Douglas County Health Department

Ava, Missouri

Missouri Department of Health and Senior Services
The best tool we have against COVID-19 is vaccination, but another tool to help fight serious COVID-19 illness is monoclonal antibodies. Monoclonal antibodies are proteins that can help your body fight off COVID-19 and reduce the risk of severe disease and hospitalization – if administered to high-risk patients soon after diagnosis. These antibodies mimic the immune system’s ability to fight off harmful viruses like SARS-CoV-2, and they attack the virus and reduce its ability to spread through your body. If you test positive for COVID-19 and would like to receive a monoclonal antibody (mAb) infusion, please discuss a medical evaluation and/or referral with your healthcare provider.
Who is eligible?
1) Individuals who have tested positive for COVID-19. mAb infusion should be administered within 10 days of symptom onset or positive COVID-19 test, whichever came first.
2) Vulnerable individuals over the age of 12 who have had a significant exposure to COVID-19, but may not yet test positive themselves.
We’ve published a map at
Health.Mo.Gov of mAb sites across the state. At state-operated sites, there is no cost as all costs are paid by the state. You can view the map here:

The Douglas County Health Department has created a dashboard to display COVID-19 information for the county. Please read through the below information that define components in the dashboard.

A confirmed case is defined by CDC as detecting SARS-CoV-2 RNA in a clinical specimen. (PCR)

The CDC has three possible definitions for a probable case:
1. Meets clinical criteria and epi evidence (no + lab results)
2. Detection of specific antigen (antibody +) in a clinical
specimen and meets clinical criteria or epi evidence
3. Meets vital records criteria with no + lab test

Our definition of recovered is the resolution of fever, improvement of respiratory symptoms, and 14 days have passed since the onset of symptoms.

The Total number of cases include both probable and confirmed cases.

January 10 COVID-19 update.
Confirmed cases - 20
Probable Cases today-3

Active Cases-43
Breakthrough vaccine cases-93 total

A vaccine breakthrough infection is defined as the detection of SARS-CoV-2 RNA or antigen in a respiratory specimen collected from a person ≥14 days after they have completed all recommended doses of a U.S. Food and Drug Administration (FDA)-authorized COVID-19 vaccine.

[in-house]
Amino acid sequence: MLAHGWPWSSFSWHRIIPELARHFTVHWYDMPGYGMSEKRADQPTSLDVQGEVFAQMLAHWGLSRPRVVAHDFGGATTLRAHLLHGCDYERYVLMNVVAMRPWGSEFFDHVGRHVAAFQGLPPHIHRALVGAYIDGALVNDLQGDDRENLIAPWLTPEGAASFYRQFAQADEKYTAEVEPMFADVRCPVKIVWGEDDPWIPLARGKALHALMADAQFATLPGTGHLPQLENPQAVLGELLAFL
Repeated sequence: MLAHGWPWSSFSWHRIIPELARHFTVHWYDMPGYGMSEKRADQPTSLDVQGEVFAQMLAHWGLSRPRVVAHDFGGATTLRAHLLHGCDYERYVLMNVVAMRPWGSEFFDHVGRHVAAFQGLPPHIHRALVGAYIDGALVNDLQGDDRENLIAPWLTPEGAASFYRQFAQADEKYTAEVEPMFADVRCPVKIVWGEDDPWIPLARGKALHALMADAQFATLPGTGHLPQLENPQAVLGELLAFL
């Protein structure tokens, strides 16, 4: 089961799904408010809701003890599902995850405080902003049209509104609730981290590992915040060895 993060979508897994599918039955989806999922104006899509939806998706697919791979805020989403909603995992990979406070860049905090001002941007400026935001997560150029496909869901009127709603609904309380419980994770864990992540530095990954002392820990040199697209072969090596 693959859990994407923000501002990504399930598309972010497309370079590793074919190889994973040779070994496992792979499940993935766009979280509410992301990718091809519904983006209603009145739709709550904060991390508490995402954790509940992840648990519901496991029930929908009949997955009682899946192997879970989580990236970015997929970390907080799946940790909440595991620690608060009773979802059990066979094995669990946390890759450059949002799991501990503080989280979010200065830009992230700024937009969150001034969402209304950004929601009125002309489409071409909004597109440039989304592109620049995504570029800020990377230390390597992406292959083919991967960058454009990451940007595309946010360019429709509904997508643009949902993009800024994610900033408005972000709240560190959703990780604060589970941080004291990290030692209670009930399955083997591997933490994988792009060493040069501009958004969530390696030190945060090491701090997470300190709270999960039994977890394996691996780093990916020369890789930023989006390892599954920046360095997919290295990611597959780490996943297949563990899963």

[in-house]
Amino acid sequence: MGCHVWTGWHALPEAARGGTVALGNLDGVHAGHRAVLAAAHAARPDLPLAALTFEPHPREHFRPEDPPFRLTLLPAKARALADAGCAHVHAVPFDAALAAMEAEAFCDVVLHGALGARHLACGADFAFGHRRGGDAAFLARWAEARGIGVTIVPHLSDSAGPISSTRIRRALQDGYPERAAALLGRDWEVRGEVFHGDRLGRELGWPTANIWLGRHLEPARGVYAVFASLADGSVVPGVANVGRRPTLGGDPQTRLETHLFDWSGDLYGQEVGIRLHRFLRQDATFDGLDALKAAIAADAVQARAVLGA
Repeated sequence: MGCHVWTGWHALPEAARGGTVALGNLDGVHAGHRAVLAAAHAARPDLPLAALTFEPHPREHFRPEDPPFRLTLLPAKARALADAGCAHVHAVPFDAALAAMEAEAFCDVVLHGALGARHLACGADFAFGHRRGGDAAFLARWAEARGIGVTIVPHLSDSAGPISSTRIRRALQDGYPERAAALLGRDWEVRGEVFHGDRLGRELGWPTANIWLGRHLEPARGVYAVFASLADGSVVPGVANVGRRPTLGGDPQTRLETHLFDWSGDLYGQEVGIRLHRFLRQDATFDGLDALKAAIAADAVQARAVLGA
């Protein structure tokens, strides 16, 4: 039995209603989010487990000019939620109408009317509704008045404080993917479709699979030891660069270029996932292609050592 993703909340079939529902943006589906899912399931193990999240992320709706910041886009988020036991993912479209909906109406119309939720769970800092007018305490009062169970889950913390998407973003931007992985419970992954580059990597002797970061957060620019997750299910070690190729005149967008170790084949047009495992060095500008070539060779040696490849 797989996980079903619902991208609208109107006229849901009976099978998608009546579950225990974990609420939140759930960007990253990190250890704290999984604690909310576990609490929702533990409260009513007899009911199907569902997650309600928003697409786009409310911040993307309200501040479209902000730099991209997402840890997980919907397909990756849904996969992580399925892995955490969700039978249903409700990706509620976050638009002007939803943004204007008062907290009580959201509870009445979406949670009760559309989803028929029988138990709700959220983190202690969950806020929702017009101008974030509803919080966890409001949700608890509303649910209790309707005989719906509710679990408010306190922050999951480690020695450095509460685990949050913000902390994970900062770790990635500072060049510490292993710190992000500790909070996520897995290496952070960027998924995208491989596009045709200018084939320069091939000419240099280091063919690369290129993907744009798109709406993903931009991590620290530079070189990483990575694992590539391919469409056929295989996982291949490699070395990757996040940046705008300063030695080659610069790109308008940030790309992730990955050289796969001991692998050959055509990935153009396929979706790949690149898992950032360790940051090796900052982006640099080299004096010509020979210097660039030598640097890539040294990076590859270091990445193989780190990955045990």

The above graph is the number of cases by week since the first of May.


In accordance with Federal civil rights law and U.S. Department of Agriculture (USDA) civil rights regulations and policies, the USDA, its Agencies, offices, and employees, and institutions participating in or administering USDA programs are prohibited from discriminating based on race, color, national origin, sex, disability, age, or reprisal or retaliation for prior civil rights activity in any program or activity conducted or funded by USDA.

Persons with disabilities who require alternative means of communication for program information (e.g. Braille, large print, audiotape, American Sign Language, etc.), should contact the Agency (State or local) where they applied for benefits. Individuals who are deaf, hard of hearing or have speech disabilities may contact USDA through the Federal Relay Service at (800) 877-8339. Additionally, program information may be made available in languages other than English.

To file a program complaint of discrimination, complete the USDA Program Discrimination Complaint Form, (AD-3027) found online at:, and at any USDA office, or write a letter addressed to USDA and provide in the letter all of the information requested in the form. To request a copy of the complaint form, call (866) 632-9992. Submit your completed form or letter to USDA by:

Mail: U.S. Department of Agriculture
Office of the Assistant Secretary for Civil Rights
1400 Independence Avenue, SW
Washington, D.C. 20250-9410;
Fax: (202) 690-7442; or

This institution is an equal opportunity provider.